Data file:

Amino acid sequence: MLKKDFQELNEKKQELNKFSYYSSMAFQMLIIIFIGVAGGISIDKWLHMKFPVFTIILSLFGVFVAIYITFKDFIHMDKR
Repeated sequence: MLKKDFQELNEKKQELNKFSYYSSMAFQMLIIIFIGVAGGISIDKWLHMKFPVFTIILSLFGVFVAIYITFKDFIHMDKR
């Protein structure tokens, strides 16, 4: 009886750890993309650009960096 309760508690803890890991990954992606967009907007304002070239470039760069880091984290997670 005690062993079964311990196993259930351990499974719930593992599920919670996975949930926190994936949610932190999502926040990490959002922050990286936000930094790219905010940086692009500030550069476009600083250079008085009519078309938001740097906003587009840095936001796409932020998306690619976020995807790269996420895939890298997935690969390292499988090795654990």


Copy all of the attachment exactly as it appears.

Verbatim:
Amino acid sequence: MLKKDFQELNEKKQELNKFSYYSSMAFQMLIIIFIGVAGGISIDKWLHMKFPVFTIILSLFGVFVAIYITFKDFIHMDKR
Repeated sequence: MLKKDFQELNEKKQELNKFSYYSSMAFQMLIIIFIGVAGGISIDKWLHMKFPVFTIILSLFGVFVAIYITFKDFIHMDKR
């Protein structure tokens, strides 16, 4: 009886750890993309650009960096 309760508690803890890991990954992606967009907007304002070239470039760069880091984290997670 005690062993079964311990196993259930351990499974719930593992599920919670996975949930926190994936949610932190999502926040990490959002922050990286936000930094790219905010940086692009500030550069476009600083250079008085009519078309938001740097906003587009840095936001796409932020998306690619976020995807790269996420895939890298997935690969390292499988090795654990």